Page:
Writing 1.16.3. Have another look at the writing you generated in response to either 1.16.1 or 1.16.2, and write a page of reflection on the prejudices (cultural and personal biases, passions, and temperamental inclinations) that found their way into your piece of writing. What got into the writing because of the contingent circumstances surrounding your inner and outer life? Think about your age, both your own (in terms of your life cycle) and the one you live in (the cultural Zeitgeist—the spirit of the age). Think about your race, gender, and class. Did these make their way explicitly or implicitly into the writing–either as to the selection of your item of contemplation, or as to the content of your reflection? How about matters surrounding your temperament and passions. Perhaps you’re an extrovert rather than an introvert; an optimist rather than a pessimist; a conservative rather than a liberal; are into sports, not art. Perhaps you’re someone who doesn’t like to argue–or maybe you’re a perfectionist. How did such things about you, temperamentally, enter your writing (in ways subtle and not so subtle)? How about your geographic location on the planet? Your marital status? Whether you’ve travelled in your life, or live in the city or countryside? Try to notice and be honest with yourself about what sorts of things crept into your writing that were not, strictly speaking, about the item of contemplation–and an objective judgment concerning it–but about you.

Writing 1.16.4. Imaginatively cross a boundary of time or space (or both). Look at a cultural artifact that is not your own–either in art, photography, or writing. It may be something ancient, such as paragraph of writing in translation from the Gilgamesh Epic or Bhagavad Gita, or a piece of art, but evaluate it on its own terms, writing about it. Reflect on what appears to be its inner logic (how its parts relate to the whole; the myths or worldview that might surround it). What do you surmise its use might have been to the first audience that received it (if you do not know), and what do you guess may have constituted its excellencies and defects from the vantage of that first audience, or as evaluated by its creator or first critics?

Writing 1.16.5. Select a piece of art, photography, or writing from your own time or culture and do a cross-cultural comparison and contrast with the art you wrote about in 1.16.4. Which one do you prefer personally? Is it fair to evaluate the inner logic of one piece against the inner logic of the other—given that they emerged out of different cultural language games–and perhaps had different priorities? What about if they had come out of the same culture?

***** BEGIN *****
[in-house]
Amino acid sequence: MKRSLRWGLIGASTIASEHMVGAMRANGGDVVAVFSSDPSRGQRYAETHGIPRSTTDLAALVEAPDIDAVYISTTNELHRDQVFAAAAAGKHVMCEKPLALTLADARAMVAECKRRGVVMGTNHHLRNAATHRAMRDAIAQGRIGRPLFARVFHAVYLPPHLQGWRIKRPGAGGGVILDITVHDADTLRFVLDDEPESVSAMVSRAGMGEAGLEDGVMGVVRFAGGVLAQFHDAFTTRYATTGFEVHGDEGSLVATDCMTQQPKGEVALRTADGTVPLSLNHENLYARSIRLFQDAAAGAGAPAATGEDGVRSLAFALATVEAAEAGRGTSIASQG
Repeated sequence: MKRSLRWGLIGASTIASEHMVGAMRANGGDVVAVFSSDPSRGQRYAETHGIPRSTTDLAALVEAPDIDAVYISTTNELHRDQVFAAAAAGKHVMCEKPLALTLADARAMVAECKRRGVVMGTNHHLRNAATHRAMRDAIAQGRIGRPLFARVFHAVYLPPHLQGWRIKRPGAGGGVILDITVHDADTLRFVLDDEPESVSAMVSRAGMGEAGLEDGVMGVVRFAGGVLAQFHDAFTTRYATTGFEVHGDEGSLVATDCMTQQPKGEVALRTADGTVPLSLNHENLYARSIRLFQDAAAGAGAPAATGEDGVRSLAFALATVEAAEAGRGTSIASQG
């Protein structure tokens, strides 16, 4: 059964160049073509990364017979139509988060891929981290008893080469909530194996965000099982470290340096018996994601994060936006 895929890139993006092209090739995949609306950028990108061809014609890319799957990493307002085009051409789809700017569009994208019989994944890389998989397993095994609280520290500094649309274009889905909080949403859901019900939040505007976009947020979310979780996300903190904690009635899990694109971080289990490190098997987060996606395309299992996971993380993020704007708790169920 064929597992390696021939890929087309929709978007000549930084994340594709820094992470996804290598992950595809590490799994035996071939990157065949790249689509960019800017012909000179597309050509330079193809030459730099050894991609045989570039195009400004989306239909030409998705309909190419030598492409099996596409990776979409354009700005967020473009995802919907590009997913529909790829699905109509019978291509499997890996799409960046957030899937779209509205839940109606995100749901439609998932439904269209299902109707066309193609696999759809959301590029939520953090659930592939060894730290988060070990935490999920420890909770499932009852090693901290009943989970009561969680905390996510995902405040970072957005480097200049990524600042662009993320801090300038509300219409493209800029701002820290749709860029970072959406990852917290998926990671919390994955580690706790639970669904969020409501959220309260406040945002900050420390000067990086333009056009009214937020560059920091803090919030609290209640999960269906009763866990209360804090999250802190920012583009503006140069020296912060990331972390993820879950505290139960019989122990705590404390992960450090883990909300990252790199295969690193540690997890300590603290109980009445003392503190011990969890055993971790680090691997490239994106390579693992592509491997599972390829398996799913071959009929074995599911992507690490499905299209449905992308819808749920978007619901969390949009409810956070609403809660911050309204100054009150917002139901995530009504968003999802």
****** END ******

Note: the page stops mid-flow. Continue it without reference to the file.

Writing 1.16.6. Compare, contrast, and rank for excellence these three paragraphs of writing in relation to one another. What are their excellencies and defects? Which is most effective—and which least effective—in relating its parts to its whole? Which paragraph arouses in you the greatest amount of interest and energy in response? How does it achieve this effect? Is that effect in the writing—or in you?

[Insert three paragraphs here.]

Writing 1.16.7. In the following passage, x evaluates y as a bad writer…. [Complete.]

Writing 1.16.8. Write your first impression of the below paragraph as to its tone, content, quality, interest, etc. Don’t read the below paragraph twice. Read it only once. After you’ve generated a paragraph outlining your first impression, read it again—but this time, far more slowly and carefully. Then read it several times. Think about it from different angles. Notice its ironies, excellencies, and defects. Observe how its parts relate to the whole. Then write a second paragraph discussing your more considered opinions of the writing, and any delicate discriminations you might have caught on a closer pass with the work. Did your opinion, feeling, or perspective shift at all between your first paragraph of writing and the second? The more you thought about it, did you like the piece of writing more or less?

[Insert paragraph here.]

Writing 1.16.9. Engage in a meta-gesture for a paragraph in which you declare what the below paragraph is “really about.” Be creative. Put your reader in-the-know. “The overt subject of this paragraph is x, but what it’s really about is y.” Be ironic or serious, as you please. Just don’t take the texts overt meaning to be its final meaning. Expose something of its subtext.

[Locate a paragraph.]

Writing 1.16.10. Write a paragraph in which you offer your main criteria (no more than five) for what constitute excellence in writing or art. After generating this paragraph, contemplate it a bit further, and in a second paragraph, answer these question: are the criteria you generated in paragraph one valuable absent context? Are they perhaps too specific—or too general? Would making them more specific or more general make them more meaningful and useful? Do they really translate reliably into all contexts—or just some contexts? What might those contexts be?


 Image result for art


Image result for art


About Santi Tafarella

I teach writing and literature at Antelope Valley College in California.
This entry was posted in aesthetics, atheism, atomism, beauty, critical thinking, david hume, education, edward feser, meditation, philosophy, poetry, reason, rhetoric, writing. Bookmark the permalink.